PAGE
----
The blogosphere is alive with stories about the transgressions of homeowners associations. Foreclosures. Enforcement of arcane architectural guidelines. Lawsuits by associations for minor rule violations. Owners suing their associations for failing to enforce the rules. Nazi boards. Libertarian owners. Just surf the web for awhile and you will see numerous all-caps diatribes against what is perceived as a corporate enemythe homeowners association. But the truth is that the association serves the ownersnot the other way aroundin ways that many people don't think about.
Yes, most community associations are corporations. They are run by a (volunteer) board of directors. They have the rules that were left behind when the association was formed by the property developer. They have Bylaws that state how the corporation is to be run. These corporations enforce the Rules and the Conditions, Covenants, and Restrictions (CC&Rs) that are recorded by the developer.
Homeowner volunteers are elected to serve on boards of directors. They may or may not have experience running an organization, but the Bylaws don't require any. The volunteers realize that they don't have the time or experience to directly manage the association so they delegate some of their authority to professionalsmanagers, attorneys, accountants. The homeowner board and the professionals they hire try to follow the rules. Some do a good job. Some fail. It's a mixed bag.
Many owners see the association as a faceless antagonist run by people that they don't know. The reality is different. The association may be a corporation but in fact it is all of our neighbors acting in concert under a set of rulesnot unlike thousands of other volunteer organizations that we join every day. The faces of the corporation are the people you see in your neighborhoodyou and your neighbors. So guess what? Just like Pogo said, We have met the enemy and he is us!
Disputes between an owner and the association are at base just arguments among individual owners. But many still don't see it that way and choose instead to see the association as a monolith operating independently of the owners. And they can be excused for thinking that way. When disputes arise, they are characterized as Happy Valley Homeowners Association vs. John Smith not, All of His Neighbors in Happy Valley vs. John Smith. A corporation can be bureaucratic, but it also provides anonymitydelegation of authority so individual owners do not have to personally enforce the rules. Those who believe the rules are beneficial want others to abide by them. Others just want to be left alone. But as long as there are rules in play, someone or something has to do it.
Collection of assessments and the foreclosure process is a good example. Assessments are the property taxes of community associations. They provide the operating capital necessary to maintain the infrastructure that municipalities have delegated to the individual property owners. Maintenance is a shared expense. When one owner fails to pay her allotted share, the other owners invariably have to fill the gap. The mathematics and the logic are simple.
But yet we hear an enormous outcry over the attempts by associations to collect from members who are delinquent in paying their assessments. Should associations back off? Should people lose their homes for failure to pay assessments? Fail to pay your property taxes to the city and that's exactly what happens. Fail to make your car payments and the bank takes your car. Fail to make your house payment and the lender takes your house. Yet community associations are excoriated for trying to collect assessments. Why? Perhaps because people view associations more like banks, instead of what they really areyour neighbors and fellow homeowners.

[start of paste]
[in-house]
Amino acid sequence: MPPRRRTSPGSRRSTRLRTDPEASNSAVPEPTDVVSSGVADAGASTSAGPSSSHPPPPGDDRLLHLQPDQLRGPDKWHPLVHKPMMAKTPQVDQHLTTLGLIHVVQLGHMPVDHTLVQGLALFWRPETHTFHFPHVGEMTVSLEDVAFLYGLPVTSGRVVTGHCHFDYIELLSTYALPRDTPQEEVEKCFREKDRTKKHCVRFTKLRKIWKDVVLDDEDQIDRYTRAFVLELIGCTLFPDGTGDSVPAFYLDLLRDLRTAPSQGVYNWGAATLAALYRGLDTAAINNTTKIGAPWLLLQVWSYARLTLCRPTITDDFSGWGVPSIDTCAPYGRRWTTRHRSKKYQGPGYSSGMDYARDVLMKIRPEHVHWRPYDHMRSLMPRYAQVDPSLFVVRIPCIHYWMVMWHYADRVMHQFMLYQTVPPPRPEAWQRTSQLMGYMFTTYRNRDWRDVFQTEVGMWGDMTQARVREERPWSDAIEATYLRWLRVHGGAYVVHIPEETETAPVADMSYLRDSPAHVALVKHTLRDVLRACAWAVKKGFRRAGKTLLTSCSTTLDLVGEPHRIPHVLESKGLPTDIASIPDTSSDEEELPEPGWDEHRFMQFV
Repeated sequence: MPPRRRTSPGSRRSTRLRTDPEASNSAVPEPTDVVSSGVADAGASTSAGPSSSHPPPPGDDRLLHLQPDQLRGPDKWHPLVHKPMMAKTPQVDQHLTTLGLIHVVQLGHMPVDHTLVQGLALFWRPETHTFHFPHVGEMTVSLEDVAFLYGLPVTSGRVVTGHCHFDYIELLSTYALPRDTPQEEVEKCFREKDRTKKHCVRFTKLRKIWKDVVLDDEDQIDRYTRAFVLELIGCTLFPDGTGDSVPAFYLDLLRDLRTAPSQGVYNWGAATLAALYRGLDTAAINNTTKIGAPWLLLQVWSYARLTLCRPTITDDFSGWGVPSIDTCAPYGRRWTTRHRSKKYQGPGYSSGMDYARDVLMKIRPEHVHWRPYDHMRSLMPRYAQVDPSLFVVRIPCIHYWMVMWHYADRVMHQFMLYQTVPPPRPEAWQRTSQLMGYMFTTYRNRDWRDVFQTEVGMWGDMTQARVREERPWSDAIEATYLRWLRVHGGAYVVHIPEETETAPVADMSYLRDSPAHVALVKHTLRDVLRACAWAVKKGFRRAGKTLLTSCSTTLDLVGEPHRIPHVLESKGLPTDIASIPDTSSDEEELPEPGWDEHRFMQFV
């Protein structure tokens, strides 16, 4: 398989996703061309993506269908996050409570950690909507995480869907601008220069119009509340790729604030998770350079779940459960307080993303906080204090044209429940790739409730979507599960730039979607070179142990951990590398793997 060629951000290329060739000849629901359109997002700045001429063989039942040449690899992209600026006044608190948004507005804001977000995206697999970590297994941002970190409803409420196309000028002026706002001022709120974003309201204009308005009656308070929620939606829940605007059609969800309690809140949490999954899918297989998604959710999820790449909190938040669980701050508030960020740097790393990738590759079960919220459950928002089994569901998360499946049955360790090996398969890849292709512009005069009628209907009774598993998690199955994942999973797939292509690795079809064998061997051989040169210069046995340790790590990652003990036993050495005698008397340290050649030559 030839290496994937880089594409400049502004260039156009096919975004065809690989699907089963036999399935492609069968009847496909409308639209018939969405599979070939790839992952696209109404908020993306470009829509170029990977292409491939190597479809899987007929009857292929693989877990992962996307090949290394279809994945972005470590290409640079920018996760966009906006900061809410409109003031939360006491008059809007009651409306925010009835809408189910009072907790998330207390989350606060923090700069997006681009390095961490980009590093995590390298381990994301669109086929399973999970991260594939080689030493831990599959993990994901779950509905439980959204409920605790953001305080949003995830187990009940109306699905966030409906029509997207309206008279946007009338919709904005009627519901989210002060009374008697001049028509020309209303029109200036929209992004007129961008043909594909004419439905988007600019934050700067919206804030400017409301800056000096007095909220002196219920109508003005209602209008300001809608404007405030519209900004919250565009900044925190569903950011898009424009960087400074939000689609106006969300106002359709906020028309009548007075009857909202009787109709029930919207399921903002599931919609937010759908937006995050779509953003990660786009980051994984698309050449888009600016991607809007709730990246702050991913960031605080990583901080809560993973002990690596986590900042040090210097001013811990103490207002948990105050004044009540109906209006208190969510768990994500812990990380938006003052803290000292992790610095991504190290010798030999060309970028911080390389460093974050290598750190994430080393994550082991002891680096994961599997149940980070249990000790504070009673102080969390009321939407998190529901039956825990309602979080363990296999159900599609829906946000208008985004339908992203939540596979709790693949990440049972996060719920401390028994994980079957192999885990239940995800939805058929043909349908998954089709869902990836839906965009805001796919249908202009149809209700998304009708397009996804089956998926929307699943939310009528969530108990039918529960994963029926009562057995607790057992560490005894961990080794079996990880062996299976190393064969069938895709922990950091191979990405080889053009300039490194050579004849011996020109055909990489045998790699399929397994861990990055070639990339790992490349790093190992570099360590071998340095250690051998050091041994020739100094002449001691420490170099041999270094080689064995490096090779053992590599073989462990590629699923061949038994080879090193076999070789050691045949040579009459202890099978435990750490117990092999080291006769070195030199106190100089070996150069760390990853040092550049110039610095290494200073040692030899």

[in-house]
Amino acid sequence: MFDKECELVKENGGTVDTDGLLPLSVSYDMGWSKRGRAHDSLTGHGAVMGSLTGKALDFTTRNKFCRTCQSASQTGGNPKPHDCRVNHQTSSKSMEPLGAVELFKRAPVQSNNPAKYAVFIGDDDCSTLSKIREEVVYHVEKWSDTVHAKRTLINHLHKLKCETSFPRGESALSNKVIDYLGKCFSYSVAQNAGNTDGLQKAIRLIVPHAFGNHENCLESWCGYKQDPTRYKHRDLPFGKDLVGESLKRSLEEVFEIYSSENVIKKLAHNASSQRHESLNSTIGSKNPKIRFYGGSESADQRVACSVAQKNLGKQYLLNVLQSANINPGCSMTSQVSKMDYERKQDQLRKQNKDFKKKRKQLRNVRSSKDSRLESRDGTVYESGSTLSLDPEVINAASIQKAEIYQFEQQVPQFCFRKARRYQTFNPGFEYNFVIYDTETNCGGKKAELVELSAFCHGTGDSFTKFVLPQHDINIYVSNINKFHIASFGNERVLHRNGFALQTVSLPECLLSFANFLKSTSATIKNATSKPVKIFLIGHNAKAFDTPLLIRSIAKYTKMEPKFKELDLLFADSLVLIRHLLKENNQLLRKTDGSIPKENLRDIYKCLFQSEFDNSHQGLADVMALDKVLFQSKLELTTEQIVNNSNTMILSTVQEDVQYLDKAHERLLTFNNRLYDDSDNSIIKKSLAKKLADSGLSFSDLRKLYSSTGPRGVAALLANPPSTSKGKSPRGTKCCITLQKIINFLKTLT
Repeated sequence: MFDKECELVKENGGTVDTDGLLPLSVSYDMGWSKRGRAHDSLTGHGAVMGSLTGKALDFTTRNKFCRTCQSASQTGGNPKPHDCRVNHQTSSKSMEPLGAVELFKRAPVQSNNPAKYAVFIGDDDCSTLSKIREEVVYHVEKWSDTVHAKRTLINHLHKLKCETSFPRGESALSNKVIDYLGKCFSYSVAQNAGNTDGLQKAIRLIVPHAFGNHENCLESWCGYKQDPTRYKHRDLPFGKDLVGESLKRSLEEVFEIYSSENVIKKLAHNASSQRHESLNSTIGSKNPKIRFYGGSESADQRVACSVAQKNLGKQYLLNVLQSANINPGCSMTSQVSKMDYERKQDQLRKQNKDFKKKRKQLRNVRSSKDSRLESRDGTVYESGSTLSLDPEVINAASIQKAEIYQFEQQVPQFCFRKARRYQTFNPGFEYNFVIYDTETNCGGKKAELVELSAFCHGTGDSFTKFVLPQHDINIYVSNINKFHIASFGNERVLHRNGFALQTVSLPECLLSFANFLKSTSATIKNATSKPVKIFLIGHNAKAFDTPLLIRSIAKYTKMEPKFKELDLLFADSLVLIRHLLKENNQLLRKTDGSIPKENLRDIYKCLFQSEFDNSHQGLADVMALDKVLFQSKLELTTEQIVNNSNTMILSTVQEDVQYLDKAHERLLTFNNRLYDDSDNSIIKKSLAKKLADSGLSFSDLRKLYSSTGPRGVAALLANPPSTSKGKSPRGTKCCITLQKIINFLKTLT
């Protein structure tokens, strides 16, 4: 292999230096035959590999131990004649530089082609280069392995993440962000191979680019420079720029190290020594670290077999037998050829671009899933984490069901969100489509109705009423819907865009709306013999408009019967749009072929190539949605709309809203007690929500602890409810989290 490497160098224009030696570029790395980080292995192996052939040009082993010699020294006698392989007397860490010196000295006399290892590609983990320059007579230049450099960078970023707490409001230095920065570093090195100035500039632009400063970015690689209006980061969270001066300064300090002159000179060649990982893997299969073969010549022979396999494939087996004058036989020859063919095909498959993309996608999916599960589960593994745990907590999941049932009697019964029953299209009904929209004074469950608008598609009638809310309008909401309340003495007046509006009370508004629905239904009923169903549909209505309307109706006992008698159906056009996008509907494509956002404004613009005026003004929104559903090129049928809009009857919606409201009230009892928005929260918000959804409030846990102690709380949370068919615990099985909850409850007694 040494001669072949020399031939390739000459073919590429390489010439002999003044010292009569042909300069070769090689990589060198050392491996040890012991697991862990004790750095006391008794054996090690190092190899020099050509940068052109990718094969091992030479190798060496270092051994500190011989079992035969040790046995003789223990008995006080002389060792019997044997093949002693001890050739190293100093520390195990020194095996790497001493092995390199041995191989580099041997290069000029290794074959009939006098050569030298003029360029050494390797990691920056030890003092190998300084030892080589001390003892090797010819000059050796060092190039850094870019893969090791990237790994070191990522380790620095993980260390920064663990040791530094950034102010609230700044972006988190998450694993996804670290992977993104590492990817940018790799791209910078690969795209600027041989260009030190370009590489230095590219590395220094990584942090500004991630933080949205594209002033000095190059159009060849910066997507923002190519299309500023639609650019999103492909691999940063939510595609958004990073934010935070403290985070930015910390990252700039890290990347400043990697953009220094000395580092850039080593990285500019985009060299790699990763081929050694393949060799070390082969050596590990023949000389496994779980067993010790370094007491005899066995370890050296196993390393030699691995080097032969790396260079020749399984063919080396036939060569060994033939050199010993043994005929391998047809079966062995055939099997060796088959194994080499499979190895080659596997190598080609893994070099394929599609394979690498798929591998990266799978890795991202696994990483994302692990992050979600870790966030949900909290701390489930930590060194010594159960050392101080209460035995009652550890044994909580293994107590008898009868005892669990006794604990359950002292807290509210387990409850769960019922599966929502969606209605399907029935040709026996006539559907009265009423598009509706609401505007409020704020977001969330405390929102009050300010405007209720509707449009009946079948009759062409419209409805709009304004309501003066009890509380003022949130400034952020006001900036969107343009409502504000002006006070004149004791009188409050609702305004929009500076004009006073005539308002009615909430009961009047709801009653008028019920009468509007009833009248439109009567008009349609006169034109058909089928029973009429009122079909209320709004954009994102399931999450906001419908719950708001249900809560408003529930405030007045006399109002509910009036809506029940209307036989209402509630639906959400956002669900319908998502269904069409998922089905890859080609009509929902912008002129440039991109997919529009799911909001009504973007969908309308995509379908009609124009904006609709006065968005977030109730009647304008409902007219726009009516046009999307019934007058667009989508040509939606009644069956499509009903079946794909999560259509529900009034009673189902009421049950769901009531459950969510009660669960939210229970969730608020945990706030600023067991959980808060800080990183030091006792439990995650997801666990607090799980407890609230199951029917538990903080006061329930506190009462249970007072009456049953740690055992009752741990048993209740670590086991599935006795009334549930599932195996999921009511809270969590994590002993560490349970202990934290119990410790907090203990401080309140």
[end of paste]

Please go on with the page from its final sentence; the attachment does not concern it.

There is always room for charity of course, but that can only go so far. Everyone has to pull on the rope. When someone stops pulling, the others have to pull harder. Why is that such a difficult concept to accept? Have you and your neighbors agreed to support other owners who lack the funds to support themselves? Of course not. Other than when assisted by organized charities and government aid programs, everyone is expected to pay their own way. Community associations are simply the legal arrangement employed to ensure that the financial load of maintaining the project is distributed equally and fairly. It is the mechanism we use to avoid having individual owners going door to door to pass the hat.
Owners can sue each other directly to enforce the rules but most would rather not do that. It's messy and expensive and personal. Instead the corporation does it. But that doesn't change the essential character of the dispute; it just makes it less intimate. Associations, like governments, provide the anonymity and security that prevent street brawls.
So can we blame the corporation for foreclosures? Sure, but that would be a waste of energy. It's merely what we create to allocate the financial burden fairly among all owners so they don't have to do it themselves. Can we blame the board of directors for enforcing the rules? For not enforcing the rules? Yes we can and we do, but let's be honestaren't we really saying: Do this dirty job so that I don't have to do it? Do away with community associations and run the project as a committee of the whole? Not likely. That's anarchy waiting to happen. No, we are stuck with government and we are stuck with community associations, warts and all. They do the messy jobs for us so we can all just be neighbors.